Yes, in my belief system we must hold each other accountable for our actions even though we do not have the benefit of the perspective of the absolute. We obviously do not do a good job of holding each other accountable and the current use of the death penalty among so many other brutal practices point to this. So, let's improve, but please, I don't want the Hells Angels to be security guards at the next concert that I attend and I'm really feeling weak kneed at the idea of my child's next school teacher being a redeemed child molester.
Next let's take a look at some of what Tolle says about all things personal and what seems to be a confusion of Source with oneself. He writes on page 57, "you realize that your true identity in consciouness itself. ... The ultimate truth of who you are is ... I Am." While I seek to become one with I Am, I do not believe that I Am (God Himself/Herself). Instead I believe that I am OF God I Am and that I am truly one with I Am in eternity similarly to the way that my finger is a part of my body in the world of the finite. I also believe that my personality and my experiences are a gift forevermore if I so choose. I am not simply a total illusion whose reality is only that of an impersonal and neutral God who is using my eyes and personality filter to experience a unique view. Existence is existence. It is not a television show with virtual experiential capabilities and simultaneous observation capability - God as actor and as spectator, while the actor's consciousness apart from being God is an illusion. Whew. That Seems like a cruel joke if it is true.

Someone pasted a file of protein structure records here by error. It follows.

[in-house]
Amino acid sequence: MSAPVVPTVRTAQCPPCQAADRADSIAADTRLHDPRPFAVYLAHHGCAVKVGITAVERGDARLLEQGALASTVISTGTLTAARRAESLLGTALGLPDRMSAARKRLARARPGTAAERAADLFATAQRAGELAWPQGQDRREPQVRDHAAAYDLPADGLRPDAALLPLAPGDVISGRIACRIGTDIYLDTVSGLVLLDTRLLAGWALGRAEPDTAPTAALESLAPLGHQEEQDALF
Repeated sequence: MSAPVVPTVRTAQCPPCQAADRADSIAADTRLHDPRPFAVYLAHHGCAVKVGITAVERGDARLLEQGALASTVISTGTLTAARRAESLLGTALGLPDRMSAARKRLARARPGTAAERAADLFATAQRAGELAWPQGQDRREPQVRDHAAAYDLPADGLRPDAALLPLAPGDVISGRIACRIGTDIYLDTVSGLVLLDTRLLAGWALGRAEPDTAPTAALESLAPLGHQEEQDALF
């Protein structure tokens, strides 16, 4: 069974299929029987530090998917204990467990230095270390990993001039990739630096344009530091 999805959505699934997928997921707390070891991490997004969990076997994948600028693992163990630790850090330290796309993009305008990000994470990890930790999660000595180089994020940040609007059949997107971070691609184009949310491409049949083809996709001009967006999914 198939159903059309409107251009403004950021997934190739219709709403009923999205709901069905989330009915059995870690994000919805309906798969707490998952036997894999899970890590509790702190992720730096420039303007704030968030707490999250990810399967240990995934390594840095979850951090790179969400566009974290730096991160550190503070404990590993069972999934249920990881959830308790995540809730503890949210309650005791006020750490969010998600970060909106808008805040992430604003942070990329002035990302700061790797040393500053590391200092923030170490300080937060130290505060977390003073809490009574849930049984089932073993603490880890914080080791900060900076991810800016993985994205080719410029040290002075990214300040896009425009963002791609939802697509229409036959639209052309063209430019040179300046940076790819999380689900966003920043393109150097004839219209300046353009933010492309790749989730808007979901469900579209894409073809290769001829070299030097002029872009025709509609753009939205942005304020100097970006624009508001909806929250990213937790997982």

Perhaps it is easier to think of the Universe impersonal because our minds have so much trouble imagining the infinite number of unique personalities. But, in my experience, and this is probably only really understandable at an experiential level, God is both impersonal and very, very personal. And, all of the celestial and mortal beings who live in this Universe are undoubtedly personal and uniquely individual.
Maybe it’s just easier to overcome our negative and imbalanced egos and become balanced and forgiving human beings by depersonalizing our viewpoints. However, it seems to me that the concept of each of us being the impersonal God I Am tips the scale of balance over to the other side with too much weight being added. On this point and without fear of being judged as egoistic, I'll stand by my personality as the essence that I recognize as myself through the window of my eyes when I look in the mirror. Though my body will perish, the unique essence of my soul, the snowflake that I am in the blanket of snow that is I Am will live on. That is God's gift to me and the gift that I have in common with each of my fellows.
Stay tuned for part two - the rest of the review and the reason why in spite of part one of my review, "A New Earth" is definitely still a great book and a keeper.
About the Author: Self Expression Coach - Helping you express yourself fully